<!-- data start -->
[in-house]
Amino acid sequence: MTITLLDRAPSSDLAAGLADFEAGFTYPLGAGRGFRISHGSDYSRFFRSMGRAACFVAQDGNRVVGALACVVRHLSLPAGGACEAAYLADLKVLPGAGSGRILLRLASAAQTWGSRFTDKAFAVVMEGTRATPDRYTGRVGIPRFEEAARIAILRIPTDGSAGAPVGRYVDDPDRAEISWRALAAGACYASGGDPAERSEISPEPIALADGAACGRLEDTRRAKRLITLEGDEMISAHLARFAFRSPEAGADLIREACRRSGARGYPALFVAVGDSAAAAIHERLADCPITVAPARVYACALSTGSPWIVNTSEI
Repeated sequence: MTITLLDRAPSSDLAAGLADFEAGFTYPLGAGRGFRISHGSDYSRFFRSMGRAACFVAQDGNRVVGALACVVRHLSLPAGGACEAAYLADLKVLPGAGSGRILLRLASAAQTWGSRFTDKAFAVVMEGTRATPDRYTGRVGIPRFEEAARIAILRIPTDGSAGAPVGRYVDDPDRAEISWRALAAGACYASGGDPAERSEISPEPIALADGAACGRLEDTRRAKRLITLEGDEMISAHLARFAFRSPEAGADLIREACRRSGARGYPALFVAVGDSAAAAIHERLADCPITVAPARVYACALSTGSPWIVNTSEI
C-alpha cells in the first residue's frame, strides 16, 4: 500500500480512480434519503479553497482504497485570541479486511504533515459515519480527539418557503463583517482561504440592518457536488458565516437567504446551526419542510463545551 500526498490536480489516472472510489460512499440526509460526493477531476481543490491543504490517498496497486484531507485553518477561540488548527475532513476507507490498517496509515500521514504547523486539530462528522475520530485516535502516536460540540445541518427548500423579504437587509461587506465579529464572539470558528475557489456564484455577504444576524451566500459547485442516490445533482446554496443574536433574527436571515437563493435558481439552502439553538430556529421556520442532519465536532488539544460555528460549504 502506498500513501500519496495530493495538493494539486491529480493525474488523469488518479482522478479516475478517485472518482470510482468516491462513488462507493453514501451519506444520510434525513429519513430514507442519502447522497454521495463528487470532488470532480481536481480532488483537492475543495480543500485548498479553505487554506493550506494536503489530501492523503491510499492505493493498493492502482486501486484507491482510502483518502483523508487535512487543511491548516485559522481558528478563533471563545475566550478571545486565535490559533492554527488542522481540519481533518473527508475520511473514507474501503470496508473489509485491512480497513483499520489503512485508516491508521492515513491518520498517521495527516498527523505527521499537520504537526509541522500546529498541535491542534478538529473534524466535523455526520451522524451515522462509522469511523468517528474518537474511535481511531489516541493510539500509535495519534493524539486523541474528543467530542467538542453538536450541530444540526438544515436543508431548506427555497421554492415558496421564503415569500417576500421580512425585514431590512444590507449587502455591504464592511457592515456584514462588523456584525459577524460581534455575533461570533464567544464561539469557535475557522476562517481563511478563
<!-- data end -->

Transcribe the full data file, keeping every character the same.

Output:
[in-house]
Amino acid sequence: MTITLLDRAPSSDLAAGLADFEAGFTYPLGAGRGFRISHGSDYSRFFRSMGRAACFVAQDGNRVVGALACVVRHLSLPAGGACEAAYLADLKVLPGAGSGRILLRLASAAQTWGSRFTDKAFAVVMEGTRATPDRYTGRVGIPRFEEAARIAILRIPTDGSAGAPVGRYVDDPDRAEISWRALAAGACYASGGDPAERSEISPEPIALADGAACGRLEDTRRAKRLITLEGDEMISAHLARFAFRSPEAGADLIREACRRSGARGYPALFVAVGDSAAAAIHERLADCPITVAPARVYACALSTGSPWIVNTSEI
Repeated sequence: MTITLLDRAPSSDLAAGLADFEAGFTYPLGAGRGFRISHGSDYSRFFRSMGRAACFVAQDGNRVVGALACVVRHLSLPAGGACEAAYLADLKVLPGAGSGRILLRLASAAQTWGSRFTDKAFAVVMEGTRATPDRYTGRVGIPRFEEAARIAILRIPTDGSAGAPVGRYVDDPDRAEISWRALAAGACYASGGDPAERSEISPEPIALADGAACGRLEDTRRAKRLITLEGDEMISAHLARFAFRSPEAGADLIREACRRSGARGYPALFVAVGDSAAAAIHERLADCPITVAPARVYACALSTGSPWIVNTSEI
C-alpha cells in the first residue's frame, strides 16, 4: 500500500480512480434519503479553497482504497485570541479486511504533515459515519480527539418557503463583517482561504440592518457536488458565516437567504446551526419542510463545551 500526498490536480489516472472510489460512499440526509460526493477531476481543490491543504490517498496497486484531507485553518477561540488548527475532513476507507490498517496509515500521514504547523486539530462528522475520530485516535502516536460540540445541518427548500423579504437587509461587506465579529464572539470558528475557489456564484455577504444576524451566500459547485442516490445533482446554496443574536433574527436571515437563493435558481439552502439553538430556529421556520442532519465536532488539544460555528460549504 502506498500513501500519496495530493495538493494539486491529480493525474488523469488518479482522478479516475478517485472518482470510482468516491462513488462507493453514501451519506444520510434525513429519513430514507442519502447522497454521495463528487470532488470532480481536481480532488483537492475543495480543500485548498479553505487554506493550506494536503489530501492523503491510499492505493493498493492502482486501486484507491482510502483518502483523508487535512487543511491548516485559522481558528478563533471563545475566550478571545486565535490559533492554527488542522481540519481533518473527508475520511473514507474501503470496508473489509485491512480497513483499520489503512485508516491508521492515513491518520498517521495527516498527523505527521499537520504537526509541522500546529498541535491542534478538529473534524466535523455526520451522524451515522462509522469511523468517528474518537474511535481511531489516541493510539500509535495519534493524539486523541474528543467530542467538542453538536450541530444540526438544515436543508431548506427555497421554492415558496421564503415569500417576500421580512425585514431590512444590507449587502455591504464592511457592515456584514462588523456584525459577524460581534455575533461570533464567544464561539469557535475557522476562517481563511478563